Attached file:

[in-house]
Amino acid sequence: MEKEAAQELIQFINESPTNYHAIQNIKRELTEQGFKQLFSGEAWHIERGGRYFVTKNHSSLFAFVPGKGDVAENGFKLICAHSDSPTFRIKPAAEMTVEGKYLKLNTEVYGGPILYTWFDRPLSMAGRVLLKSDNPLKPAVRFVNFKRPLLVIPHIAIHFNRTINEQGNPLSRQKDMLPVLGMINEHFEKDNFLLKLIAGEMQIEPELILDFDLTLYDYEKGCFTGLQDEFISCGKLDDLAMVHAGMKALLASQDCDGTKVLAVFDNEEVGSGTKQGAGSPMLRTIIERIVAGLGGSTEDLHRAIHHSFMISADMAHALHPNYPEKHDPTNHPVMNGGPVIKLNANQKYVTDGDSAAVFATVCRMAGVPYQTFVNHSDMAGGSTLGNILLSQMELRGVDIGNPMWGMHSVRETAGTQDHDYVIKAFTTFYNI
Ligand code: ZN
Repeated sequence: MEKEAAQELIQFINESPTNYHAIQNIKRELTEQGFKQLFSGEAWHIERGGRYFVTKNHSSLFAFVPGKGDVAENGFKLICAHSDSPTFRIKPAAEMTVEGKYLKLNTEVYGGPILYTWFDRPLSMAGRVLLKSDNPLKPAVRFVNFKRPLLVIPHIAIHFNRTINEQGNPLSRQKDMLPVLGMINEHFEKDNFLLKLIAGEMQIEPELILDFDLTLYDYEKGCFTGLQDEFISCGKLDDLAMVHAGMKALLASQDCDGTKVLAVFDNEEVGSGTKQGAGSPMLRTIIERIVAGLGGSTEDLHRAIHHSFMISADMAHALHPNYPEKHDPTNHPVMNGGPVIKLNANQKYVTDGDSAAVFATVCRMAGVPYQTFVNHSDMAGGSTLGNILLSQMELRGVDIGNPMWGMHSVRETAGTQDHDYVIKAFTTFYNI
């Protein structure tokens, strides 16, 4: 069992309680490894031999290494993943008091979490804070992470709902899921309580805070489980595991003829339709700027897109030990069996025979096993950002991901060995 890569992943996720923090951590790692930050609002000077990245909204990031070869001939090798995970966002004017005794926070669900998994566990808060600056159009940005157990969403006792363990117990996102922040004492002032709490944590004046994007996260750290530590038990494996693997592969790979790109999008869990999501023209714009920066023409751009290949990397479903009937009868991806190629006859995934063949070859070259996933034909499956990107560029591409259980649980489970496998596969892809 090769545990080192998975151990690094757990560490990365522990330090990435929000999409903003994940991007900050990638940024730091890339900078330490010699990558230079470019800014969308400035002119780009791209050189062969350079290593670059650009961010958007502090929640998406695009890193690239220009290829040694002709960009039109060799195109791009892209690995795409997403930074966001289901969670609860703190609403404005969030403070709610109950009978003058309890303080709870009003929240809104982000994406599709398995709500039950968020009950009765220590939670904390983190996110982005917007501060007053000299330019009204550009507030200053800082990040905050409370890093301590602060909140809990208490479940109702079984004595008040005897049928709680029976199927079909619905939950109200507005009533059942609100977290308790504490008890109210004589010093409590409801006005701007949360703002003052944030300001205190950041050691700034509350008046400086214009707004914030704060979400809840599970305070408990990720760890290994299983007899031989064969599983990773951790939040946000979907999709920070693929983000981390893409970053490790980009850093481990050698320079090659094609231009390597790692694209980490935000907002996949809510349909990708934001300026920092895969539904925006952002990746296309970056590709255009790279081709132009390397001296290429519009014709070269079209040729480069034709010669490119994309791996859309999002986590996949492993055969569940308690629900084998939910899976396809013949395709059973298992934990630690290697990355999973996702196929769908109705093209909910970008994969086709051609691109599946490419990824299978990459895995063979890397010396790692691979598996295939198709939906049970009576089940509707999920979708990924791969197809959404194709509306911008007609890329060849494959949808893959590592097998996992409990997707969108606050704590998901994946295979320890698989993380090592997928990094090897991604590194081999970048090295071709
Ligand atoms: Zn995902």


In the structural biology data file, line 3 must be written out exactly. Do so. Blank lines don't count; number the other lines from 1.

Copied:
Ligand code: ZN